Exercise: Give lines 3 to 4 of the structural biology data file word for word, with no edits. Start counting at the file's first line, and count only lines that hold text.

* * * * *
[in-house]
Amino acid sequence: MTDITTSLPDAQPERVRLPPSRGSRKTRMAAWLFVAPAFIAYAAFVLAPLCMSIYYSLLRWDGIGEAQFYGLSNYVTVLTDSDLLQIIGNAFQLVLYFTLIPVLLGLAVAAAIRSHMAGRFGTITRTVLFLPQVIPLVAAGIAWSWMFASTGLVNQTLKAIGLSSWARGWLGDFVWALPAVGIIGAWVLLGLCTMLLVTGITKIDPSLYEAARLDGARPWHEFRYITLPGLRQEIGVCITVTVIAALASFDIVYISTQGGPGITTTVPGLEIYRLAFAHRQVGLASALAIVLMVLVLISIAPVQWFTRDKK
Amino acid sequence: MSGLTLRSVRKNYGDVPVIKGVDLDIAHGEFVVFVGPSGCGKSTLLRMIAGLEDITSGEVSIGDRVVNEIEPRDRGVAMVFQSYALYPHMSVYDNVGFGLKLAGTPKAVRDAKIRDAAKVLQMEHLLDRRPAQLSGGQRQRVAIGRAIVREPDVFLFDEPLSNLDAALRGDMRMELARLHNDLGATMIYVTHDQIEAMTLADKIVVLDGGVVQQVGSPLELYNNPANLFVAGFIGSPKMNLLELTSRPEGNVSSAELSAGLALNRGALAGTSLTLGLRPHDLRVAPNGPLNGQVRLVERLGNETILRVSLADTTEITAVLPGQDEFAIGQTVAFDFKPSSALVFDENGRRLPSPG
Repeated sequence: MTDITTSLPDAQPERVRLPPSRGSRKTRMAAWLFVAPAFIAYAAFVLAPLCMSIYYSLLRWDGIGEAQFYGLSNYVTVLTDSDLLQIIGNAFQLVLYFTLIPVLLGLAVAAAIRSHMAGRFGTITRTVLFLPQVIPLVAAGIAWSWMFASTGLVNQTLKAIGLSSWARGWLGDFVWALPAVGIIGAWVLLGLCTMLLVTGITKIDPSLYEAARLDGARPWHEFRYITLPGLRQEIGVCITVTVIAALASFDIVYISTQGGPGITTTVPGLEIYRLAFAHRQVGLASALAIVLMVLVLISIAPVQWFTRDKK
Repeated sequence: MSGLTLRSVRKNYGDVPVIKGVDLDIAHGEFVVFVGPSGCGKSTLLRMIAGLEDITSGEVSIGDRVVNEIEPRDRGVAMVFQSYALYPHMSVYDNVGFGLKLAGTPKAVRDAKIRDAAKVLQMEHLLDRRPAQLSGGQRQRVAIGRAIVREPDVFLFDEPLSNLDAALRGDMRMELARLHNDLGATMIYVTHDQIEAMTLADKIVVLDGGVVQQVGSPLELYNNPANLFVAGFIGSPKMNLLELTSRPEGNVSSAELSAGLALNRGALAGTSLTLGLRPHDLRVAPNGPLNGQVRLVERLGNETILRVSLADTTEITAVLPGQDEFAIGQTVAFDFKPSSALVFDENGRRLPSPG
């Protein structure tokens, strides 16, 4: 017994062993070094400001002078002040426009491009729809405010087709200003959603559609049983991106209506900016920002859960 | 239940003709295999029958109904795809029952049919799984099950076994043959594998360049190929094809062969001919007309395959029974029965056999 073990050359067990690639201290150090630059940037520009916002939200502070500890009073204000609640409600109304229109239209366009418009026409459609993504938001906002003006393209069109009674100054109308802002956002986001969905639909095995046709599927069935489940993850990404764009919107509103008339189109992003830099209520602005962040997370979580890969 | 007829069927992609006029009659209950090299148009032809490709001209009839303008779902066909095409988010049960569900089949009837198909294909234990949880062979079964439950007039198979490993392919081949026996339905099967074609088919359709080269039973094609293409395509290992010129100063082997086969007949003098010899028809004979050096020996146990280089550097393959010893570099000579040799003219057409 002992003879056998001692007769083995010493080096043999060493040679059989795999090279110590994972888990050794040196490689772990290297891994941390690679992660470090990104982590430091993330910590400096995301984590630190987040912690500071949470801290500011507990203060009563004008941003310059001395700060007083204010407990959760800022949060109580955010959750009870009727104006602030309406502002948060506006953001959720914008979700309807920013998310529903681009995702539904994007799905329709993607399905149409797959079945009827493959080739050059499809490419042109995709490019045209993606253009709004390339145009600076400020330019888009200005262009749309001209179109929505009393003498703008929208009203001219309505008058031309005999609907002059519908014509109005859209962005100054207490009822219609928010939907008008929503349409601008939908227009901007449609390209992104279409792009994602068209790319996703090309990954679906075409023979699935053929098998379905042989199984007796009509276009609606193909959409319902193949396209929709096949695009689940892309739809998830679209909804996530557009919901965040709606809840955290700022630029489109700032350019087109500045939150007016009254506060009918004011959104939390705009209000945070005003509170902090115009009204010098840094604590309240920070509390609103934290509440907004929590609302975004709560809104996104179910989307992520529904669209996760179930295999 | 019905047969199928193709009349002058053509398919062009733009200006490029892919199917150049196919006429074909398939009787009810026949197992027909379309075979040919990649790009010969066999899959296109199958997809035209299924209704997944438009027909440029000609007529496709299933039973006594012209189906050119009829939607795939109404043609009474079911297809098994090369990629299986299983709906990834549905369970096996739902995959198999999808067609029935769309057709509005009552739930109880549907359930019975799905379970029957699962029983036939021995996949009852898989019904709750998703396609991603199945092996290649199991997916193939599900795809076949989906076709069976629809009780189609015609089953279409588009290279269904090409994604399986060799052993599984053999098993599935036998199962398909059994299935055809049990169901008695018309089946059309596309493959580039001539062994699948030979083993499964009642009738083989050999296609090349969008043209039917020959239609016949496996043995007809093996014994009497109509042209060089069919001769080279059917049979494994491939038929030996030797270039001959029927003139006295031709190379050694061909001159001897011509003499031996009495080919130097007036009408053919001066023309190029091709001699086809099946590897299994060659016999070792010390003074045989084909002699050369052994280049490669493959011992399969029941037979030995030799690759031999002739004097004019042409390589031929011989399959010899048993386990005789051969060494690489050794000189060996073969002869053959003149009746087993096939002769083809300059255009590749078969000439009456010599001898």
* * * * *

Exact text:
Amino acid sequence: MSGLTLRSVRKNYGDVPVIKGVDLDIAHGEFVVFVGPSGCGKSTLLRMIAGLEDITSGEVSIGDRVVNEIEPRDRGVAMVFQSYALYPHMSVYDNVGFGLKLAGTPKAVRDAKIRDAAKVLQMEHLLDRRPAQLSGGQRQRVAIGRAIVREPDVFLFDEPLSNLDAALRGDMRMELARLHNDLGATMIYVTHDQIEAMTLADKIVVLDGGVVQQVGSPLELYNNPANLFVAGFIGSPKMNLLELTSRPEGNVSSAELSAGLALNRGALAGTSLTLGLRPHDLRVAPNGPLNGQVRLVERLGNETILRVSLADTTEITAVLPGQDEFAIGQTVAFDFKPSSALVFDENGRRLPSPG
Repeated sequence: MTDITTSLPDAQPERVRLPPSRGSRKTRMAAWLFVAPAFIAYAAFVLAPLCMSIYYSLLRWDGIGEAQFYGLSNYVTVLTDSDLLQIIGNAFQLVLYFTLIPVLLGLAVAAAIRSHMAGRFGTITRTVLFLPQVIPLVAAGIAWSWMFASTGLVNQTLKAIGLSSWARGWLGDFVWALPAVGIIGAWVLLGLCTMLLVTGITKIDPSLYEAARLDGARPWHEFRYITLPGLRQEIGVCITVTVIAALASFDIVYISTQGGPGITTTVPGLEIYRLAFAHRQVGLASALAIVLMVLVLISIAPVQWFTRDKK